The Japanese artist Mr. will have his second exhibition with Lehmann Maupin and his first at the 201 Chrystie Street gallery. Premiering at Geisai #11 in Tokyo, here he will have the U.S. debut of his film, Nobody Dies, along with a new large-scale painting, works on paper and his first foray into photography.
Expanding upon his examination of the Otaku subculture in Japan, which emerged in the 1970s and mainly consists of obsessive males whose fetishes include cuteness or kawaii, Mr. uses adolescent Japanese girls he discovered on the streets of Tokyo as the subjects for his film. Inspired by the painting It hurts when it hits bare skin, the film follows these fictional characters, who are obsessed with a war-like survival game, as they transform from their peaceful everyday lives into Technicolor warriors outfitted in pink, yellow and green camouflage with matching guns.
"As I close my eyes, I see the distant Arakawa River, the faraway sky," a monumental painting also on view, reflects a pastime of Japanese misfits. Crowds gather in the Akihabara (Akiba) neighborhood around toy dispensers similar to those found in American supermarkets in hopes of winning coveted prizes. Never knowing exactly what item will emerge, they cheer "gotcha-gotcha", the sound that the machine makes as it is dispensing the toy. This neighborhood is the epicenter of Otaku devotees and Mr. continues to explore this subculture that is obsessed with technology, manga, sci-fi literature, anime and video games.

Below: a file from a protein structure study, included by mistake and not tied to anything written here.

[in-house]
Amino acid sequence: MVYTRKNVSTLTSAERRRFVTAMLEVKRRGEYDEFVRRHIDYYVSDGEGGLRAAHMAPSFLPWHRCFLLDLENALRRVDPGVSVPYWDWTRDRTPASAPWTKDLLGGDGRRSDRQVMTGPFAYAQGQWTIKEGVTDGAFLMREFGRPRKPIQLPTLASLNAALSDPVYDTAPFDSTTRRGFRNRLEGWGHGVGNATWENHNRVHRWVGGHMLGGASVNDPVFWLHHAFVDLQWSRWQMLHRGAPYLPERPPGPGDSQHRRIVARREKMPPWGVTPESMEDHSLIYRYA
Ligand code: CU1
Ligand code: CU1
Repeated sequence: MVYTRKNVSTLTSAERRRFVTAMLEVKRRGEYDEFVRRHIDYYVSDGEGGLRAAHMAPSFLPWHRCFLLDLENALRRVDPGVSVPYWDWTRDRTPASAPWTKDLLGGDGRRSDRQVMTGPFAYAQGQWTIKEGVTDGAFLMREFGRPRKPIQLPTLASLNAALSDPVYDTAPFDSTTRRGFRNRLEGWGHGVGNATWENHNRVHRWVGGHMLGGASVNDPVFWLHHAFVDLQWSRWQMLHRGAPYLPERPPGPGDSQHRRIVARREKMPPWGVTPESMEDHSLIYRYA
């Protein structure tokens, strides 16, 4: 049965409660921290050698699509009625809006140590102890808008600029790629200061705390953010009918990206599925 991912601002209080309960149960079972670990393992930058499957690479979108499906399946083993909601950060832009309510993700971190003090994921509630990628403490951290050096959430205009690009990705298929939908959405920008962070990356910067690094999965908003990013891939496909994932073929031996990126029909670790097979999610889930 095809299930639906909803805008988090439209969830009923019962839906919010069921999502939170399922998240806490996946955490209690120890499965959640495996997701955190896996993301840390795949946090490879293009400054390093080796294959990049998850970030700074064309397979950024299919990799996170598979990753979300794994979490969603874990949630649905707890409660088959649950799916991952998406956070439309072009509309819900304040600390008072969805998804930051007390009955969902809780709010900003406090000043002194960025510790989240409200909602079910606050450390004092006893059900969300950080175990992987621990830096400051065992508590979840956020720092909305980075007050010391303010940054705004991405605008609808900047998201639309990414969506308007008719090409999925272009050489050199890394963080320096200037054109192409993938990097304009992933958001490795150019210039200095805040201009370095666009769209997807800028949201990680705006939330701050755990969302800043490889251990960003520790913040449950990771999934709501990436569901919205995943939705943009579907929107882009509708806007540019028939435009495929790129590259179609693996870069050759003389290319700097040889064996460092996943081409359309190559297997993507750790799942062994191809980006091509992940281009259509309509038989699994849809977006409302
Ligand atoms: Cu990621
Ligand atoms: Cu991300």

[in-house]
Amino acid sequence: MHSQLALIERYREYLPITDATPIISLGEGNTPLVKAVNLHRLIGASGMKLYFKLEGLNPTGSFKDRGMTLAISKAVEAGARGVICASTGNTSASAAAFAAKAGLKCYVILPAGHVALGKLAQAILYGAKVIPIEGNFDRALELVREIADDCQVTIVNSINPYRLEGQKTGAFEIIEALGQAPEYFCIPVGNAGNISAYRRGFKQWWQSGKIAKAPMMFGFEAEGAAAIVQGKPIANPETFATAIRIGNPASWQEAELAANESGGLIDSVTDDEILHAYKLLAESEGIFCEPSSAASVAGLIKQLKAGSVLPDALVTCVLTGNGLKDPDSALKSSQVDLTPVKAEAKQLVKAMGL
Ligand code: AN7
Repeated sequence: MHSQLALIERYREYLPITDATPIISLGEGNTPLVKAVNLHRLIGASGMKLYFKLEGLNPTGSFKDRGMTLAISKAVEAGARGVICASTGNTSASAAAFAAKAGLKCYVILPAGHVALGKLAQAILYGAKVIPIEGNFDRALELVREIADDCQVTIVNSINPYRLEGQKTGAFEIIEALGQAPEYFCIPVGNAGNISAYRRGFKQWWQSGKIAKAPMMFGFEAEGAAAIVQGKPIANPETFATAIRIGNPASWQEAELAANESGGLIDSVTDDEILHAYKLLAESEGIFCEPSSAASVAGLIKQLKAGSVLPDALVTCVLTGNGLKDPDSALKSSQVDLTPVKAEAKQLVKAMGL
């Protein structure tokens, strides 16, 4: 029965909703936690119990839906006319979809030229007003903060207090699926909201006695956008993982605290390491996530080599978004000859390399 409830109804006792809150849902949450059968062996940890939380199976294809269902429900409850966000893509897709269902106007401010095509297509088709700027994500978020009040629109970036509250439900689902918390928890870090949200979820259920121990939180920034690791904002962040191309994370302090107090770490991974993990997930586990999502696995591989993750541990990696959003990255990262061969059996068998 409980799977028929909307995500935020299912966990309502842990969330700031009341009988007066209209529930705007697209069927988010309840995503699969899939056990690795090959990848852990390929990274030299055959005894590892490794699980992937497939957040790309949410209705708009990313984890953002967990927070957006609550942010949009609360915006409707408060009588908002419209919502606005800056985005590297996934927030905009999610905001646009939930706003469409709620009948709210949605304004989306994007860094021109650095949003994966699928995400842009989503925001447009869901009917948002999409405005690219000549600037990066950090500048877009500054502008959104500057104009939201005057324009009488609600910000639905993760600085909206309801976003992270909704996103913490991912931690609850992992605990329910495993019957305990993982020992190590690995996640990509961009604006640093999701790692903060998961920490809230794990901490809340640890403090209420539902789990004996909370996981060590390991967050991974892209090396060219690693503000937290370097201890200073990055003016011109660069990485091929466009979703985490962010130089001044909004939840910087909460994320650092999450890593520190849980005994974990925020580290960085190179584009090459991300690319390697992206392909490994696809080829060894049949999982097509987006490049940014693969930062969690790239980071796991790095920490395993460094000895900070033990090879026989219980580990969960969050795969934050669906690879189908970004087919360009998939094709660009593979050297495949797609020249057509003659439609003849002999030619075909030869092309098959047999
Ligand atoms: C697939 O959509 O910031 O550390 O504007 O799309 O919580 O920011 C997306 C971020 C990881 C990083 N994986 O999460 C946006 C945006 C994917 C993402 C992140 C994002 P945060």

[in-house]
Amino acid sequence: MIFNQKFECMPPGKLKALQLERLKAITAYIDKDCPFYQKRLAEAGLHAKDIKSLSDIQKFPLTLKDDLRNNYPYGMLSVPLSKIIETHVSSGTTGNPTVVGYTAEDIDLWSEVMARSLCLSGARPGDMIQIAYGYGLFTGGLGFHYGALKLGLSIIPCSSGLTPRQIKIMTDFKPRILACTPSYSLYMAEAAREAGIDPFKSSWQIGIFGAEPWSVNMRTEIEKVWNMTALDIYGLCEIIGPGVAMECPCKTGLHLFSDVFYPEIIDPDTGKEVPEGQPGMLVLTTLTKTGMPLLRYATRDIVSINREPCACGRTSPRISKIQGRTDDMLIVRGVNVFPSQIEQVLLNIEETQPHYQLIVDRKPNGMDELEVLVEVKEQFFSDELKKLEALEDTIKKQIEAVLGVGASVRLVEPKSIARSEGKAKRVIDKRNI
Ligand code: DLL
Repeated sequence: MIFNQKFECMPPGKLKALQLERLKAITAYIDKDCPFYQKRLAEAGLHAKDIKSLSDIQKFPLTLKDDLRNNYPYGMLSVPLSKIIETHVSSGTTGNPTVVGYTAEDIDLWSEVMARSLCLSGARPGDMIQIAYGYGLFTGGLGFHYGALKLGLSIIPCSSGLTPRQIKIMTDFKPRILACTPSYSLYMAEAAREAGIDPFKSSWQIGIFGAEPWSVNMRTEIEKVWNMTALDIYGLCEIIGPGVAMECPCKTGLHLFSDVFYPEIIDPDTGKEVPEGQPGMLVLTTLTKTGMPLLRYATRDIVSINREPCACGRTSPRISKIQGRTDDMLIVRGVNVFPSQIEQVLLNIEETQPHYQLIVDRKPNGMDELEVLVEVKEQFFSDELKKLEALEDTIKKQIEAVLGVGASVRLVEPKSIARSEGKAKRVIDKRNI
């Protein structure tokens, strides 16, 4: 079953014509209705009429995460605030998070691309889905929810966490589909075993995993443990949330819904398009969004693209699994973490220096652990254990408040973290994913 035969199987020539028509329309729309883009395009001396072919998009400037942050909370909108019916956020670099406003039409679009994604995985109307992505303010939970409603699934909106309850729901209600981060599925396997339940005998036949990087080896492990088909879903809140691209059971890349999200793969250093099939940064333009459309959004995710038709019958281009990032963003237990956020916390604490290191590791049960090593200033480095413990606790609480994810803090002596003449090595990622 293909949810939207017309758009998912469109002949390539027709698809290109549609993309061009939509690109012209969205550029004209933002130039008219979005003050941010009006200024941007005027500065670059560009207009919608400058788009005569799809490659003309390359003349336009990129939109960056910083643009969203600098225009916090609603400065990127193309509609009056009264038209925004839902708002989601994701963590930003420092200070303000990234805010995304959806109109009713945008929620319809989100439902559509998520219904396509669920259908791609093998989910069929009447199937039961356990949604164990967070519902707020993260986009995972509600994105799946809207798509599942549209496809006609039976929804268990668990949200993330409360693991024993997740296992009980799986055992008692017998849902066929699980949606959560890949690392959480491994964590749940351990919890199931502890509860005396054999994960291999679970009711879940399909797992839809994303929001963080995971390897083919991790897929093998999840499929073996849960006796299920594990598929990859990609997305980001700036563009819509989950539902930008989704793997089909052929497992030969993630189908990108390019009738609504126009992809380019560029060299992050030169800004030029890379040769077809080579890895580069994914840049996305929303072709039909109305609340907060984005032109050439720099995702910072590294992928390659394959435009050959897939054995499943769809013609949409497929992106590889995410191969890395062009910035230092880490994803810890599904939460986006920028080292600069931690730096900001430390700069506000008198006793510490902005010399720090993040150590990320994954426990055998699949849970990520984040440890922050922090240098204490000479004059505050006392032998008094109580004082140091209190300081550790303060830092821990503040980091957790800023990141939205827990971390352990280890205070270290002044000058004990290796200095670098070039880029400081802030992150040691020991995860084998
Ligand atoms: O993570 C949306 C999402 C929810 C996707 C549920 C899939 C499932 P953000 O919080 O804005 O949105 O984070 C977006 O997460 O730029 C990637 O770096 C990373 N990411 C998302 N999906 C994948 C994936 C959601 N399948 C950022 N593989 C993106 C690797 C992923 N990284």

Mr. lives and works in Saitama, just outside of Tokyo. He graduated from the Department of Fine Arts, Sokei Art School in Tokyo in 1996. Mr. was discovered by Takashi Murakami in 1995 and since then has been involved with Murakami's art studio and enterprise Kaikai Kiki. Recently, Mr.'s work was included in the acclaimed Krazy: the Delirious World of Anime + Comics + Video Games + Art at the Vancouver Art Gallery as well as the Musée d'Art Contemporain de Lyon with fellow Kaikai Kiki artists Chiho Aoshima and Aya Takano. In 2005, he was included in the exhibition Little Boy: The Arts of Japan's Exploding Subculture at Japan Society in New York. Mr.'s work is represented in numerous public and private collections worldwide. A concurrent exhibition will also be on view at Galerie Emmanuel Perrotin, Paris 21 October 2008 through 10 January 2009.
The exhibition will be on view from 6 November 2008 through 21 February 2009. 201 Chrystie Street gallery hours are Wednesday through Saturday, 10:00 a.m.–6:00 p.m., Sunday, noon – 6:00 p.m. On view at 540 W 26th Street is Tim Rollins and K.O.S. from 23 October – 20 December 2008.